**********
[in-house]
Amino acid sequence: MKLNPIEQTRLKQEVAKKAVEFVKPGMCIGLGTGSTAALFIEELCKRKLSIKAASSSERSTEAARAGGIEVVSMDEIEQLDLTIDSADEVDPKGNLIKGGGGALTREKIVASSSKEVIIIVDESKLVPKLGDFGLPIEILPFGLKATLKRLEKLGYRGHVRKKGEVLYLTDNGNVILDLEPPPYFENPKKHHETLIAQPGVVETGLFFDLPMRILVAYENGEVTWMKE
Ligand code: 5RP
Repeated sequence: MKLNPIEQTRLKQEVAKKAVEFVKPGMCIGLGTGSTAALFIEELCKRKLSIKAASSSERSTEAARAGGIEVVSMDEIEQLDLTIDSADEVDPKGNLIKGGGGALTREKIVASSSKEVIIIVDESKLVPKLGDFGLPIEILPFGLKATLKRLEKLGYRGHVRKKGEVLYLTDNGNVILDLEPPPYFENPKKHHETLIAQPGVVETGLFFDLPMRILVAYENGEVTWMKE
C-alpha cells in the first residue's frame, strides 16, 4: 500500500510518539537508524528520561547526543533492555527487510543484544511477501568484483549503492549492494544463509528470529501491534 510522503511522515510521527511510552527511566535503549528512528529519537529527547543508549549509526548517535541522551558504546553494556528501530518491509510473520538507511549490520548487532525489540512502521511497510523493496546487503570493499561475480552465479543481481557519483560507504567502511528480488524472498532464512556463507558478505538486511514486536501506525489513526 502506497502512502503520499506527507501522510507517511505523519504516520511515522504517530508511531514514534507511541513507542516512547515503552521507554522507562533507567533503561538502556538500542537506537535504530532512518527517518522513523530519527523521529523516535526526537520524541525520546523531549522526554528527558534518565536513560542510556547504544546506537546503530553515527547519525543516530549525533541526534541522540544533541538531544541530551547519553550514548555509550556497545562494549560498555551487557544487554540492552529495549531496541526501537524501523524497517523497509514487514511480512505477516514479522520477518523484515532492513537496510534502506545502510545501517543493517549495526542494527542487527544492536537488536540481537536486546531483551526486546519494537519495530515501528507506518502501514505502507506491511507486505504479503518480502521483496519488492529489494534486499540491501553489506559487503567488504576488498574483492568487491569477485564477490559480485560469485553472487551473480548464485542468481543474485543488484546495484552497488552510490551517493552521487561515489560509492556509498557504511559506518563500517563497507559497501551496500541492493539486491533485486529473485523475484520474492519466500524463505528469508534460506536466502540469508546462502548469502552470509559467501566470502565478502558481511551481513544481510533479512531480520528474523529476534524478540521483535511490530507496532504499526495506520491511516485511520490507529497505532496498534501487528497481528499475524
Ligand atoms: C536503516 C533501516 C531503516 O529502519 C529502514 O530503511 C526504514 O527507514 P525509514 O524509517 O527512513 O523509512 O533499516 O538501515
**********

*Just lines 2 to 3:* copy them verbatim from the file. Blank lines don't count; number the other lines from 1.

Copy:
Amino acid sequence: MKLNPIEQTRLKQEVAKKAVEFVKPGMCIGLGTGSTAALFIEELCKRKLSIKAASSSERSTEAARAGGIEVVSMDEIEQLDLTIDSADEVDPKGNLIKGGGGALTREKIVASSSKEVIIIVDESKLVPKLGDFGLPIEILPFGLKATLKRLEKLGYRGHVRKKGEVLYLTDNGNVILDLEPPPYFENPKKHHETLIAQPGVVETGLFFDLPMRILVAYENGEVTWMKE
Ligand code: 5RP